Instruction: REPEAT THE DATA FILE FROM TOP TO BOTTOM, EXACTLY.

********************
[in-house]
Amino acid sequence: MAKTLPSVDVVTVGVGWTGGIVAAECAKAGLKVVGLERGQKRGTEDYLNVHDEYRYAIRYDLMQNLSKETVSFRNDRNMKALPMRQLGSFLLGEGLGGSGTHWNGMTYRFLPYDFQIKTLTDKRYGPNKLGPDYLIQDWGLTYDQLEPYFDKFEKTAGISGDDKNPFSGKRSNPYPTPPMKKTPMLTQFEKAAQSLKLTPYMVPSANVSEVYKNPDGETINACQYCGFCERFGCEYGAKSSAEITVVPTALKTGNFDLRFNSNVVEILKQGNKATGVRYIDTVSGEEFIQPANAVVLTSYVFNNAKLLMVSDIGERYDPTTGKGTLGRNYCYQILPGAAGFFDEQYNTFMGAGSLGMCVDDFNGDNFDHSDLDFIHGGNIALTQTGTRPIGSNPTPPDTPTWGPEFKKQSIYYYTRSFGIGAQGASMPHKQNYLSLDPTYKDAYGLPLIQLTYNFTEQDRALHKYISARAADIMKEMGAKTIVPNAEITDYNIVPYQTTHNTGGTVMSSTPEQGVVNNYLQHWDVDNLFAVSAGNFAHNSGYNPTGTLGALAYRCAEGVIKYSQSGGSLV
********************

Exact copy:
[in-house]
Amino acid sequence: MAKTLPSVDVVTVGVGWTGGIVAAECAKAGLKVVGLERGQKRGTEDYLNVHDEYRYAIRYDLMQNLSKETVSFRNDRNMKALPMRQLGSFLLGEGLGGSGTHWNGMTYRFLPYDFQIKTLTDKRYGPNKLGPDYLIQDWGLTYDQLEPYFDKFEKTAGISGDDKNPFSGKRSNPYPTPPMKKTPMLTQFEKAAQSLKLTPYMVPSANVSEVYKNPDGETINACQYCGFCERFGCEYGAKSSAEITVVPTALKTGNFDLRFNSNVVEILKQGNKATGVRYIDTVSGEEFIQPANAVVLTSYVFNNAKLLMVSDIGERYDPTTGKGTLGRNYCYQILPGAAGFFDEQYNTFMGAGSLGMCVDDFNGDNFDHSDLDFIHGGNIALTQTGTRPIGSNPTPPDTPTWGPEFKKQSIYYYTRSFGIGAQGASMPHKQNYLSLDPTYKDAYGLPLIQLTYNFTEQDRALHKYISARAADIMKEMGAKTIVPNAEITDYNIVPYQTTHNTGGTVMSSTPEQGVVNNYLQHWDVDNLFAVSAGNFAHNSGYNPTGTLGALAYRCAEGVIKYSQSGGSLV